It is very distressing for parents when they find out their young son or daughter has a drug or alcohol addiction problem. On the positive side, there is plenty of help available for teens with addiction problems and for their parents. Parents should not feel ashamed of, or embarrassed by, any child who is suffering from addiction. Adolescent addiction is an illness for which treatments are available.
Where to Get Help
There are many resources available for teens with addiction problems. Rehab centers, some of them dedicated to treating adolescents, can help get your child off drugs or alcohol through detox programs. Therapy and counseling are provided to help them stay sober. Many rehab facilities offer family therapy, during which family members learn about addiction and how best to help somebody with the illness.
There are both inpatient and outpatient treatments available for teens with substance addictions, and there are advantages and disadvantages to both. Inpatient treatment is good because it takes the teen out of an environment in which they can obtain substances. However, outpatient treatment means the teen can carry on with normal activities like attending school while receiving treatment.
The choice you make will depend on you and your teen’s circumstances. The National Institute on Drug Abuse has published guidelines on evaluating rehab services to assist in the decision.1
Every teen’s requirements will be unique, and it is important to look for help in facilities where customized treatment programs are available.There may be community support groups available to help teens once they have stopped using alcohol or drugs. You can get information about these services from doctors, local health centers and sometimes from the child’s school.
Offering Support for Adolescent Addiction
It is important that parents should not be judgmental when they discover a child is using addictive substances. No matter how bright and smart kids are, it is very easy for them to be exposed to drugs or alcohol, and very difficult for them to stay away from these substances.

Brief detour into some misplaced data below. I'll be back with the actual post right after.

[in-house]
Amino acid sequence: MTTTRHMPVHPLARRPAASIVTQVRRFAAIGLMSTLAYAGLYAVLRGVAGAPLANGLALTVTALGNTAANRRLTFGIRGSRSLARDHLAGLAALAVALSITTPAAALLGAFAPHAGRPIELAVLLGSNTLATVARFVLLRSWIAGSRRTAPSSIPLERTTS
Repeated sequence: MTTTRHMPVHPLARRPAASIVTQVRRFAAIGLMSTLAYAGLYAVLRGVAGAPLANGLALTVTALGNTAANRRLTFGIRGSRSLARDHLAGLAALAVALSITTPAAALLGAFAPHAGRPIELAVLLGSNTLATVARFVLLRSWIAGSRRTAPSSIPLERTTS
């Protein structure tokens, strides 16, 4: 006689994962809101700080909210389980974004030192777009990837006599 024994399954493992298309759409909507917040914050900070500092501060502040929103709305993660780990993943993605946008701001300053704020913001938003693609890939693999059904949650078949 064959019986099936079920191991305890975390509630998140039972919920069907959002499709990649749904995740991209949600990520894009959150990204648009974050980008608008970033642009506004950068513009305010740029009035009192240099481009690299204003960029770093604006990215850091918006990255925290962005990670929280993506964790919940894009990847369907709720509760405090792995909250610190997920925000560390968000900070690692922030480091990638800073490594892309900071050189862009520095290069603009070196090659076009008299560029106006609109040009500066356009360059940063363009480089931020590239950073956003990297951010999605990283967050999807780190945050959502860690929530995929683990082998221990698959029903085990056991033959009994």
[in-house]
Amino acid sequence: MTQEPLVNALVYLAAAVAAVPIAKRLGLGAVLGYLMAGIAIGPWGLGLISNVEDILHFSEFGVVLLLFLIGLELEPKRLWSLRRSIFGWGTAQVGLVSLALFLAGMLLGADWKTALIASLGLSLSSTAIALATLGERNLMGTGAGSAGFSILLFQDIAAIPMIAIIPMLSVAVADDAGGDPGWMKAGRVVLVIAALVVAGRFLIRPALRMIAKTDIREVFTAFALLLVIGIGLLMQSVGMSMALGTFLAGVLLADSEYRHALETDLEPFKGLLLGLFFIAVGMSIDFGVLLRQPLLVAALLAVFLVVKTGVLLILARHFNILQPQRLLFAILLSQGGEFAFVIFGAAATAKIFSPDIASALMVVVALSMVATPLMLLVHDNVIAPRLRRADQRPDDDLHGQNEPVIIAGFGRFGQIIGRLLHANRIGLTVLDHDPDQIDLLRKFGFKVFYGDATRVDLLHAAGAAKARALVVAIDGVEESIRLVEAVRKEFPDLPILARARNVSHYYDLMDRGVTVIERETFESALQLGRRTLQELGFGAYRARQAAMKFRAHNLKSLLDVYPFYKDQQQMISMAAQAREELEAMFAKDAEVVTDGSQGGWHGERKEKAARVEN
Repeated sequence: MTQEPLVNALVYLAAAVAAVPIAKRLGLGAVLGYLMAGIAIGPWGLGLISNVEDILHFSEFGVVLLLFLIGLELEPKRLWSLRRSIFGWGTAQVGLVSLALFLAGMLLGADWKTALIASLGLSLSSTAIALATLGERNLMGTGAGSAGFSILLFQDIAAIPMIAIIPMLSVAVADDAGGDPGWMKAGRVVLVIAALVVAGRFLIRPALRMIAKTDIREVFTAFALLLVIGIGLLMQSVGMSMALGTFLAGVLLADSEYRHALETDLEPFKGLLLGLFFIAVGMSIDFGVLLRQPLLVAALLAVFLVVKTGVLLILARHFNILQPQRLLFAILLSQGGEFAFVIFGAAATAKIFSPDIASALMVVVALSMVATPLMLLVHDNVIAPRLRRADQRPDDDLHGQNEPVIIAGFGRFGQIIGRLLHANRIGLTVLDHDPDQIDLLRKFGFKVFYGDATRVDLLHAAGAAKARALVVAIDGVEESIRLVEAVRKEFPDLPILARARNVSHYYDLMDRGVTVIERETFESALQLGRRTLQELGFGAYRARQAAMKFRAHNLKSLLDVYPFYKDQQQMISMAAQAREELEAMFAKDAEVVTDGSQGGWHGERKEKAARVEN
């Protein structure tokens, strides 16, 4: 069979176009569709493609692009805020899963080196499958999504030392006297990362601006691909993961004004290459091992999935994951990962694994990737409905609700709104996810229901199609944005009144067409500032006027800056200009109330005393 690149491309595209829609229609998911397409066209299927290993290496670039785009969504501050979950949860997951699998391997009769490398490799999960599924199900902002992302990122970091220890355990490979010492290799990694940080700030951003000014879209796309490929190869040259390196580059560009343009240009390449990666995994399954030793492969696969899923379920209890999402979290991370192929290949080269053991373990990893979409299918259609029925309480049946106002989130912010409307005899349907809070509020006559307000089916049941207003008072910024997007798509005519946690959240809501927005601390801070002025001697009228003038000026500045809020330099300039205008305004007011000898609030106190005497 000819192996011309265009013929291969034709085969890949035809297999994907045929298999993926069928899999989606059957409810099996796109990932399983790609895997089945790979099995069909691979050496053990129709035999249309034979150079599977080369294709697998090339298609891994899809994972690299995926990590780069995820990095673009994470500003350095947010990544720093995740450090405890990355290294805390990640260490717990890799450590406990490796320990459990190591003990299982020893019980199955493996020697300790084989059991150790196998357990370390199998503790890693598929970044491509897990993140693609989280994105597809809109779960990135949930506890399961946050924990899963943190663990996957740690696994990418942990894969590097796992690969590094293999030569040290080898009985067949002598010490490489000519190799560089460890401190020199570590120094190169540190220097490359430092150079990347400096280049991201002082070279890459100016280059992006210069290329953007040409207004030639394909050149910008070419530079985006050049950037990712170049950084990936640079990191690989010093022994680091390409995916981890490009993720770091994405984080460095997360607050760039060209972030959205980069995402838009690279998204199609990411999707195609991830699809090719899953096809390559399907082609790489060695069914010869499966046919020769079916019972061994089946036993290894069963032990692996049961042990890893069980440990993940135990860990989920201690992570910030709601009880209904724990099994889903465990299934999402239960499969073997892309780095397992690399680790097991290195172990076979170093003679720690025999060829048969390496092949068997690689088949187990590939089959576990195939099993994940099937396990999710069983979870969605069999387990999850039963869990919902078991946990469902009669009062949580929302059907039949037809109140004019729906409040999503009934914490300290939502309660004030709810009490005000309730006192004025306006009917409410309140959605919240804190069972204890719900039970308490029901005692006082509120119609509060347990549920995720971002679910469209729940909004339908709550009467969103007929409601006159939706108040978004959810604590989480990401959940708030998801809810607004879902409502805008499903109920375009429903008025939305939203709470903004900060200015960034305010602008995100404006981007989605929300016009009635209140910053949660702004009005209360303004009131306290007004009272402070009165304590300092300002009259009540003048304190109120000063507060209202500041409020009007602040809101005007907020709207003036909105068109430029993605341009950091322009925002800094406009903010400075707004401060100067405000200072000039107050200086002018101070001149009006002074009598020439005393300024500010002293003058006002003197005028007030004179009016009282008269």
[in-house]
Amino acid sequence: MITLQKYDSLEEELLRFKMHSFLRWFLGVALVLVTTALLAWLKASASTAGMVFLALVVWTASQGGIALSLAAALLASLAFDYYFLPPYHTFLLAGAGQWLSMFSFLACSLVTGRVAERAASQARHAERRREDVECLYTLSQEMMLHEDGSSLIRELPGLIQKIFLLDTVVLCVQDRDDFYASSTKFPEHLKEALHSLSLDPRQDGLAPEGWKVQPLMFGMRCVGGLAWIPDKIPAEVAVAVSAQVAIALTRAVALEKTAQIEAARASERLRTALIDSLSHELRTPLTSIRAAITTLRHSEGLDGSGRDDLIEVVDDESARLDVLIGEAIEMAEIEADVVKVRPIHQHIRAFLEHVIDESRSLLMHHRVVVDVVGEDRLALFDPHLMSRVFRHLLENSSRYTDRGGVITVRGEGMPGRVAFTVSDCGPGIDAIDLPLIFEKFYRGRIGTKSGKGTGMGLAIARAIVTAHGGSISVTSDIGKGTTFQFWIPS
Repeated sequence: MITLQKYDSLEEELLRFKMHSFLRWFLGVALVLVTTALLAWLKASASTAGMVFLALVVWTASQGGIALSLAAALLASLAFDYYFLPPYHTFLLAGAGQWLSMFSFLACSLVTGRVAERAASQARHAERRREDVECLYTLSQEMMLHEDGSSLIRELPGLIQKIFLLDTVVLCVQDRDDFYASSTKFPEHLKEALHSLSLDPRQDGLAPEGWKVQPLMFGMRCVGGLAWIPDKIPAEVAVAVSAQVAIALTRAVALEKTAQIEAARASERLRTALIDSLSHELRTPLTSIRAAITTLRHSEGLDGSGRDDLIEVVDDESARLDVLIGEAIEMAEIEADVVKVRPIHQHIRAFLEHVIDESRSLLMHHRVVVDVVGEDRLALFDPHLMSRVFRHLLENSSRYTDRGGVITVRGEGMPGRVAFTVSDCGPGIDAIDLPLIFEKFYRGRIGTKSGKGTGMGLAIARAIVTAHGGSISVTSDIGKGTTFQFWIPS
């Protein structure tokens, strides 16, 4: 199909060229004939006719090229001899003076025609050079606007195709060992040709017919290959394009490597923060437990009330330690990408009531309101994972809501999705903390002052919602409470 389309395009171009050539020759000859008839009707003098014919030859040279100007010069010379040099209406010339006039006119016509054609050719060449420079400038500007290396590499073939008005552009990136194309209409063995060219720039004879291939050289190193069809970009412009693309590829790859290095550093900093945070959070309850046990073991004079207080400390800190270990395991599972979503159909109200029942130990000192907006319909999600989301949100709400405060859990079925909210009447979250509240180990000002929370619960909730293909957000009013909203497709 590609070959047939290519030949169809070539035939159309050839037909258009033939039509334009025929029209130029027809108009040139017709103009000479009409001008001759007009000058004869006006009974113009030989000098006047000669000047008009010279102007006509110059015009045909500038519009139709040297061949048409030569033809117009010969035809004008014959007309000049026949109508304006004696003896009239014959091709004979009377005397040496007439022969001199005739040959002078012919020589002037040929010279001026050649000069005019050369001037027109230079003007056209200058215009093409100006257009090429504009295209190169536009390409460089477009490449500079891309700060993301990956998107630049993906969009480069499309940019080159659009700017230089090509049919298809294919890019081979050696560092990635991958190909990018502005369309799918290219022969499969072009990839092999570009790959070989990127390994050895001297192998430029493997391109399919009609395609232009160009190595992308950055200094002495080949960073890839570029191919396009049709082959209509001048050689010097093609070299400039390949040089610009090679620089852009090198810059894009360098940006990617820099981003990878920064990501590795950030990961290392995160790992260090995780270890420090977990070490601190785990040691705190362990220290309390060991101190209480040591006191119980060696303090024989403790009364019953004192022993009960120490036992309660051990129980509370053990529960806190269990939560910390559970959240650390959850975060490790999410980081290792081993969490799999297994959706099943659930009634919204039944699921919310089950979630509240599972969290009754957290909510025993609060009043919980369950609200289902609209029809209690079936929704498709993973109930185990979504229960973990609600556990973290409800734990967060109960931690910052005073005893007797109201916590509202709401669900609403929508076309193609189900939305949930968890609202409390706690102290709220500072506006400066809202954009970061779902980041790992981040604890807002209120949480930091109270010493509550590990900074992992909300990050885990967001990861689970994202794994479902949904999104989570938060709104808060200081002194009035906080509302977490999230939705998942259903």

Parents will achieve far more by being supportive of teens with addiction problems. No child deliberately sets out to become addicted. Addiction is a consequence of using drugs or alcohol, an activity that many young people first try just to see what it’s like.
Teens come under a lot of pressure to experiment with drugs or alcohol. This often happens when their peers have managed to get access to alcohol or drugs and everybody in the group takes the substance for fun. It takes a strong-willed person to resist. Parents can try to educate their children about the dangers of abusing substances. Parents can also teach them ways to turn down offers of dangerous substances from their friends.
Many parents are totally unaware of the extent of substance abuse among adolescents. The National Institute on Drug Abuse reports that almost 60 percent of teens who abused prescription drugs in the last year had taken drugs that were owned by a relative or friend.2 Carefully managing prescription drugs and alcohol in the home can remove the temptation for kids to experiment with these.